I hope I can shed additional light on this horrific time in human history. I want to make it clear that not all Germans living during the Third Reich were Nazis. Not every person was evil. I also want readers to see some parallels to today’s history in the U.S. This is not a political statement, but humans should be able and willing to learn from mistakes made in the past. Right now I’m not so sure this is happening. I also want people to know more about the way life was lived in civilian Germany during and after the war. You can read on Wikipedia that after the war ended, the Allied Forces provided rations amounting to 1,200-1,500 daily calories per person per day. And that was supposedly a low amount to prevent an uprising. That is completely false. Germany’s infrastructure was so broken, there was hardly anything. Sure, they received ration cards with words like flour, sugar, meat and bread printed on them. But the stores remained empty another three years until the currency reform in June 1948.

Is there anything you find particularly challenging in your writing?

How many books have you written and which is your favorite?
Surviving the Fatherland is my fifth published novel. It was also my first full-length manuscript, but it took 15 years to complete. The ‘Escape from the Past’ trilogy is a time-travel action/adventure set in medieval Germany and the Wild West. All three books are based on actual characters and events. The fourth novel, A Different Truth, is a historical mystery set during the height of the Vietnam War. It examines the theme of war versus peace movement in the world of a boys’ military boarding school.
Surviving the Fatherland is probably my favorite because it took so much energy and emotion and it’s based on my family. I think it’s an important book with a timeless message.

If You had the chance to cast your main character from Hollywood today, who would you pick and why?
I’m having a hard time with this question mainly because I don’t know who many of the upcoming young actors/actresses are. For ‘Surviving the Fatherland’ you’d have to use child actors, then maybe teens and a twenty-something couple. A lot would depend on the screenplay and what is left out of the story. Screenplays are typically a 100 pages, one page per minute. My novel is 360 pages, so there’d be a lot of cutting.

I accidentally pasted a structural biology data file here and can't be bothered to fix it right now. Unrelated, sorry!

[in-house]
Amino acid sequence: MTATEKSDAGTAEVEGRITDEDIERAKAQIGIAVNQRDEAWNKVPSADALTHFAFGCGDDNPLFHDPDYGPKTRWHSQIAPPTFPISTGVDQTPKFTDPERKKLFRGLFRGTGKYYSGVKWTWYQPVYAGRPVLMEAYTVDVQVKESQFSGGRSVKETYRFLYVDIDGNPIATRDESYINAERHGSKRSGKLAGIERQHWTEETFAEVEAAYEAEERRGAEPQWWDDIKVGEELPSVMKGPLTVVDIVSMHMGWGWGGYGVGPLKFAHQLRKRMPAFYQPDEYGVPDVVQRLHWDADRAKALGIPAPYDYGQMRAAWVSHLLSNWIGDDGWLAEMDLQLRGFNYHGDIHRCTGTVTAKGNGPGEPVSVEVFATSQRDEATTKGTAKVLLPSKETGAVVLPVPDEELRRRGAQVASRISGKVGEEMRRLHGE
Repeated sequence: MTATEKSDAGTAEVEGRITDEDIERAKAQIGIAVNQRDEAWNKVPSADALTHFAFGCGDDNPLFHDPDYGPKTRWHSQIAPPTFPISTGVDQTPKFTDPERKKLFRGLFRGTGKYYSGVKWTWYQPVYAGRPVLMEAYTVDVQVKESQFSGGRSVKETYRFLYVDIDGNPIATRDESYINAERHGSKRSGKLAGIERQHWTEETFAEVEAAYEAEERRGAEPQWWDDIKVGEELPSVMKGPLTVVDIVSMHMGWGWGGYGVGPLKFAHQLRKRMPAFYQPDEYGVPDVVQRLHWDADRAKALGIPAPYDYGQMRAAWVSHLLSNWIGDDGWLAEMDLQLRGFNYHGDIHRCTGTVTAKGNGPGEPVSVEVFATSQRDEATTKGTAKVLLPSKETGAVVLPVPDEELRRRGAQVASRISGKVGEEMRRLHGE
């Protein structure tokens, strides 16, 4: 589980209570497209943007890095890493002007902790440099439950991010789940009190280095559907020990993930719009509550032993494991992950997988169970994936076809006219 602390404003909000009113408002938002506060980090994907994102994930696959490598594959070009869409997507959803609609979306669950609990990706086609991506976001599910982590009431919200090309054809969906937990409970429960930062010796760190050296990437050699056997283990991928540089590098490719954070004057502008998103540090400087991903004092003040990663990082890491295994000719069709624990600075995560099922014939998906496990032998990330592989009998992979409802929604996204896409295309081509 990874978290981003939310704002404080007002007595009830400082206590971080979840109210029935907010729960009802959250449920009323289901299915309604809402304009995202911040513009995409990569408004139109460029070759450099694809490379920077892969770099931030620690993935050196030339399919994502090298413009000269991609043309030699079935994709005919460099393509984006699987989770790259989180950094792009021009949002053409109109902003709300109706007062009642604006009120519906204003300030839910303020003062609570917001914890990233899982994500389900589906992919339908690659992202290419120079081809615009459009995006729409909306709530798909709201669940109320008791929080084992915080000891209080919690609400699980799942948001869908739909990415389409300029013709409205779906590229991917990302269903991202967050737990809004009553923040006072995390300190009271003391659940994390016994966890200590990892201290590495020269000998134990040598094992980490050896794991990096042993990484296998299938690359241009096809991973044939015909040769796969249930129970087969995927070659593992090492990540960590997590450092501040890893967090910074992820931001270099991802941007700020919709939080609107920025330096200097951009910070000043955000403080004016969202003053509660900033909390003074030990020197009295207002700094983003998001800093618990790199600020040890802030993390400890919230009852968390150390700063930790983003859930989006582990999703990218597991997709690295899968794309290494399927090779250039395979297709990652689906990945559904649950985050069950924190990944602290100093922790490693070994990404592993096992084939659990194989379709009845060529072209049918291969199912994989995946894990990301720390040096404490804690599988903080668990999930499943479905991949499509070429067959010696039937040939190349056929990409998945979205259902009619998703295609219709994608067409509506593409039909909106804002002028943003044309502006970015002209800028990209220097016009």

There, I circumvented your question and made it into something else.

When did you begin writing?
I started writing children’s stories in the 90s. We lived in the woods and I came up with a hedgehog going on adventures in the forest. Of course, I didn’t know anything about writing or publishing and so these first projects went nowhere. In 2002, I interviewed my parents about their experience in WWII as German war children and from it sprouted the first short stories. I began writing a lot, attended conferences, classes and critique groups. I read and read. Still, it took until 2015 to have quality publishable work.

How long did it take to complete your first book?
‘Surviving the Fatherland’ is my first full-length book and took 15 years to complete. In the meantime I wrote four other novels, but I always returned to Fatherland because it wouldn’t leave me alone. It kept nagging and demanding to be finished. Even as late as last year, I didn’t think I’d get it done. I must have gone through dozens of rewrites, restructures, changes of timelines, POV and tense changes. I also changed the title many times.